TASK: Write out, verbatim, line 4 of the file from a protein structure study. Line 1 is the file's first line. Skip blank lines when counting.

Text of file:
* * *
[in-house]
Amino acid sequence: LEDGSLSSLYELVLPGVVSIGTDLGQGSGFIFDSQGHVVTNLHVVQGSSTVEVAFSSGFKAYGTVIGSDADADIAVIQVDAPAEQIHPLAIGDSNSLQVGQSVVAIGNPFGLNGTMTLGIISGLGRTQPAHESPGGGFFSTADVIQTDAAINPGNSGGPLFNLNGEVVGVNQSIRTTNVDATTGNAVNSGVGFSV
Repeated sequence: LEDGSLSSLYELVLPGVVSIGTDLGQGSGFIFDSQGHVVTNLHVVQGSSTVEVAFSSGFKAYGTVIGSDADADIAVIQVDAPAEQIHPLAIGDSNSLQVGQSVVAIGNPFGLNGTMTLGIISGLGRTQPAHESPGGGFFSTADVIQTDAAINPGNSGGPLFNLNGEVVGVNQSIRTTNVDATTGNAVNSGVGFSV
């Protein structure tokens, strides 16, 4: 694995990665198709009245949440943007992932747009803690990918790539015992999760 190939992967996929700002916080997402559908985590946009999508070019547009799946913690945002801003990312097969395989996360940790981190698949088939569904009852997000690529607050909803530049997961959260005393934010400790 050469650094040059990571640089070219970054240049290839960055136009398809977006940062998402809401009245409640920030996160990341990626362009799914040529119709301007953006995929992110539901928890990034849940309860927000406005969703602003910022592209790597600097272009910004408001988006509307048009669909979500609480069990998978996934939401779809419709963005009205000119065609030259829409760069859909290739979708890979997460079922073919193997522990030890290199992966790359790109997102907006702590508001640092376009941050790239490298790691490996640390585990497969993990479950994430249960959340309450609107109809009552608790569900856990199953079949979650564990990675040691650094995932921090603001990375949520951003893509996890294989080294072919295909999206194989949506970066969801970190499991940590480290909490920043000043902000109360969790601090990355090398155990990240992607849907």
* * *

């Protein structure tokens, strides 16, 4: 694995990665198709009245949440943007992932747009803690990918790539015992999760 190939992967996929700002916080997402559908985590946009999508070019547009799946913690945002801003990312097969395989996360940790981190698949088939569904009852997000690529607050909803530049997961959260005393934010400790 050469650094040059990571640089070219970054240049290839960055136009398809977006940062998402809401009245409640920030996160990341990626362009799914040529119709301007953006995929992110539901928890990034849940309860927000406005969703602003910022592209790597600097272009910004408001988006509307048009669909979500609480069990998978996934939401779809419709963005009205000119065609030259829409760069859909290739979708890979997460079922073919193997522990030890290199992966790359790109997102907006702590508001640092376009941050790239490298790691490996640390585990497969993990479950994430249960959340309450609107109809009552608790569900856990199953079949979650564990990675040691650094995932921090603001990375949520951003893509996890294989080294072919295909999206194989949506970066969801970190499991940590480290909490920043000043902000109360969790601090990355090398155990990240992607849907």